Chinese, US schools explore the role of art in modern age
SAN FRANCISCO-The China Academy of Art and the San Francisco Art Institute, both prestigious art schools in their respective countries, are currently holding an exhibition and a symposium to explore the role of art in the modern technological age.
The exhibition, entitled From/To: the Frontier of Chinese Art Education, showcases the works of more than 40 faculty members of the China Academy of Art, and includes oil paintings, ink paintings, sculptures and installments.
The show, which includes two parts being held at the SFAI’s Chestnut Street campus and the Fort Mason campus, will run through Dec 9.
The exhibition was designed by CAA’s faculty and students, who kicked off the process by inviting artists to ask 90 questions about art.
The questions aimed to generate conversation around the future role and mission of art academies in the modern technological age, says Xu Jiang, the head of CAA.
“The concept of ‘from and to’ reflects the international vision of CAA. And we hope the artist communities in San Francisco and even in the United States can better understand China’s art education through the exhibition,” says Xu.
The CAA, founded in 1928 in Hangzhou, is the first art academy with a comprehensive academic program, and seen as “the cradle of modern art education in China”.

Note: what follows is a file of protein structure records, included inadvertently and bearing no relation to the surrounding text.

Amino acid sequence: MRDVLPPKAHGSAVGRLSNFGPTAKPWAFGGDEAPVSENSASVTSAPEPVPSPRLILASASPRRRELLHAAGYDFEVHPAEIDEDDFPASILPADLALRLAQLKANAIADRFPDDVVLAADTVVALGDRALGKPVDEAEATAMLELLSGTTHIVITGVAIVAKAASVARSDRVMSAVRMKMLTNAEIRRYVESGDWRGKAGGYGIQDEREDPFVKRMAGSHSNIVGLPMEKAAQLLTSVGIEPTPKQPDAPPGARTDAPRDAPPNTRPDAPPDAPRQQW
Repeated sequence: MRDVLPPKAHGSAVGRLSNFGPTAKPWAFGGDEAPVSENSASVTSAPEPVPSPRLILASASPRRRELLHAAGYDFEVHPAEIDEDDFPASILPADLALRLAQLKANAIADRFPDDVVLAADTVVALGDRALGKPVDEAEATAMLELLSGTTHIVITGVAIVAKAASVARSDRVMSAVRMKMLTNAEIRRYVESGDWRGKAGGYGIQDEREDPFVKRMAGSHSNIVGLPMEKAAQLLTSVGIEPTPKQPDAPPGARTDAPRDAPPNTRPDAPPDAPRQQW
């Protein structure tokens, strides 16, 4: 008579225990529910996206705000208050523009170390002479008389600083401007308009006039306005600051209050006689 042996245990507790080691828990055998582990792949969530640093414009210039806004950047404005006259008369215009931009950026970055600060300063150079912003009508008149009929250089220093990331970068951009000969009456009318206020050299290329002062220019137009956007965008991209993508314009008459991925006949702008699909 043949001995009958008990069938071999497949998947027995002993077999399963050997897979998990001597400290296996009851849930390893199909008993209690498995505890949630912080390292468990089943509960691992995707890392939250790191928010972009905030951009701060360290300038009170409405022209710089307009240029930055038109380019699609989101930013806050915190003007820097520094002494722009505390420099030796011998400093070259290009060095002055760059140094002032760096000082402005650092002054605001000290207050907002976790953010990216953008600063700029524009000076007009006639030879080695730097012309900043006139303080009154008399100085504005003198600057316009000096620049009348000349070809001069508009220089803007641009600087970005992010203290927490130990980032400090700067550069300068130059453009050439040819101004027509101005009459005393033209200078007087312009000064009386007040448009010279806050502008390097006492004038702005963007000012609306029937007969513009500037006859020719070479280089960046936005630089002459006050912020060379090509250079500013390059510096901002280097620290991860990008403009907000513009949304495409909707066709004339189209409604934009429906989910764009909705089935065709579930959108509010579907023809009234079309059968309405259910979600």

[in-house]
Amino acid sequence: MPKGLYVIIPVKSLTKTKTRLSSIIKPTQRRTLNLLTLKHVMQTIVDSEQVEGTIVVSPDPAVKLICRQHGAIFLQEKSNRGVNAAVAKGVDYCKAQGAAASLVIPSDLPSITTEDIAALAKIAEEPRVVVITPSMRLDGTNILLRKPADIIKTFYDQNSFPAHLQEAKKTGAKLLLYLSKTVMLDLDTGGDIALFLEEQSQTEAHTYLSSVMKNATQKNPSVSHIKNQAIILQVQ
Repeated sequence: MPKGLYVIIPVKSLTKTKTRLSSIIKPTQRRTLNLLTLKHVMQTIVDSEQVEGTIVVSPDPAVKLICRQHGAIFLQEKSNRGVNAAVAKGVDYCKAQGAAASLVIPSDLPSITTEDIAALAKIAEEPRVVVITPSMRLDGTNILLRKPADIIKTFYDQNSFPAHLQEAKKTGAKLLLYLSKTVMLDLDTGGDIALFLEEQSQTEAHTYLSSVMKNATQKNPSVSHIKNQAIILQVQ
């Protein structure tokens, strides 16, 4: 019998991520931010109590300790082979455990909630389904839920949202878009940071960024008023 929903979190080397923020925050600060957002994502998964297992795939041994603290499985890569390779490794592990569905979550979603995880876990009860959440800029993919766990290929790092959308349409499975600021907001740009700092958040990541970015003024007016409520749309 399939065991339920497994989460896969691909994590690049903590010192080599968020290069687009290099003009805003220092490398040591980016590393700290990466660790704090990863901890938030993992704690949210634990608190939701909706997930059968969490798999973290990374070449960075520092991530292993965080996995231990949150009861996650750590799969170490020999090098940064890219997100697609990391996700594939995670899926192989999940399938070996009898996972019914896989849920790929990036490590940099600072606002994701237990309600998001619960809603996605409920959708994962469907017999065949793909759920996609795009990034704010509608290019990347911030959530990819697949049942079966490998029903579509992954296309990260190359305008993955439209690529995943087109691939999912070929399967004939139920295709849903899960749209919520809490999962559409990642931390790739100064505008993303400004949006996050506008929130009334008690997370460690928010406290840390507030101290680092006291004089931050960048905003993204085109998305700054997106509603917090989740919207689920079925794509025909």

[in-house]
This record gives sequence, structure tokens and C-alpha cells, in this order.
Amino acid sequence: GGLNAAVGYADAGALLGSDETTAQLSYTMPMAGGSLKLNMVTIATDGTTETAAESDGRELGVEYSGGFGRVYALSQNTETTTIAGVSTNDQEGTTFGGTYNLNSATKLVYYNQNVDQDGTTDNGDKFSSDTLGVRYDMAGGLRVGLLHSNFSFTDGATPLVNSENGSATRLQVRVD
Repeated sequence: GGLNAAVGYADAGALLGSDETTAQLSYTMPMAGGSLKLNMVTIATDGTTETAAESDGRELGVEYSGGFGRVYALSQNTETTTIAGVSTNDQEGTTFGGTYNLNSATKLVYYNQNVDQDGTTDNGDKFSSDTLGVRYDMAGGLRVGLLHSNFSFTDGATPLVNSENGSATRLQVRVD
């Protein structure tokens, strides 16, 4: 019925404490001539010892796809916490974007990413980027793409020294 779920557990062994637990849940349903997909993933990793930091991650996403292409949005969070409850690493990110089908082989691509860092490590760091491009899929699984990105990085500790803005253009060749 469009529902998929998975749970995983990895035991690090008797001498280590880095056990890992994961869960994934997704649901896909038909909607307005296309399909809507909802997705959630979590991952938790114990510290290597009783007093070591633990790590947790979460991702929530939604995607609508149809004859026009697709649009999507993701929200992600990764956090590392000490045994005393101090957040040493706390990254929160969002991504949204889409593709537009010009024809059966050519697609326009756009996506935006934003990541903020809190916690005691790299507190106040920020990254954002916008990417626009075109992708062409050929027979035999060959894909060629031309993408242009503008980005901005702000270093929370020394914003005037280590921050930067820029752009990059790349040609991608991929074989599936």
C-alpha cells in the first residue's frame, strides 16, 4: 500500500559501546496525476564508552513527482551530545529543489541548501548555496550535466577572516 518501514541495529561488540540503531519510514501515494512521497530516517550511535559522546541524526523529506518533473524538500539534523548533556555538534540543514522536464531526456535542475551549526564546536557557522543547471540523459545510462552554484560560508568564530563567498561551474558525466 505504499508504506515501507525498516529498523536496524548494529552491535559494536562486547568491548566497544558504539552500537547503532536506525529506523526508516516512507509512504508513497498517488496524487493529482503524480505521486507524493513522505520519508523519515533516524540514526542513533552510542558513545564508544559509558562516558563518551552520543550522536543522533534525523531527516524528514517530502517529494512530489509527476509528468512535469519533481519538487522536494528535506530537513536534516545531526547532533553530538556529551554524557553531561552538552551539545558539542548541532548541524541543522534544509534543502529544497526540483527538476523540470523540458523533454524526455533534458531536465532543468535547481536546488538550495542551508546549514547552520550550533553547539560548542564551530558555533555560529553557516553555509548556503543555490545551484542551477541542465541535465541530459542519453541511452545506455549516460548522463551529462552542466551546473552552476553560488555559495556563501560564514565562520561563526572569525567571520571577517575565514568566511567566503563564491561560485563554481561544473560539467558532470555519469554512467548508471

With over 9,000 students, it upholds its historic mission of revitalizing national art through its support of traditional art forms, while continuing to champion the innovative contemporary works of modern-day Chinese visual culture.
Before the exhibition, a two-day symposium was held along with the screening of Poverty of Sensibility-Panel 21: Art/Education in the 21st Century III.
The symposium was attended by leading scholars from China and the US, including professors of art history and practice, curators, and art program directors from art schools, galleries and museums.
Xu says CAA was the first art school to start exchange programs with overseas colleges following the launch of China’s reform and opening-up in 1978, and SFAI became the first art school in the West to establish contact with it 32 years ago.
Early this year, the two schools signed an agreement in Hangzhou to strengthen exchanges through exhibitions, symposiums and student exchange programs.
According to the agreement, SFAI will organize an exhibition and co-host a symposium at CAA in Hangzhou next year.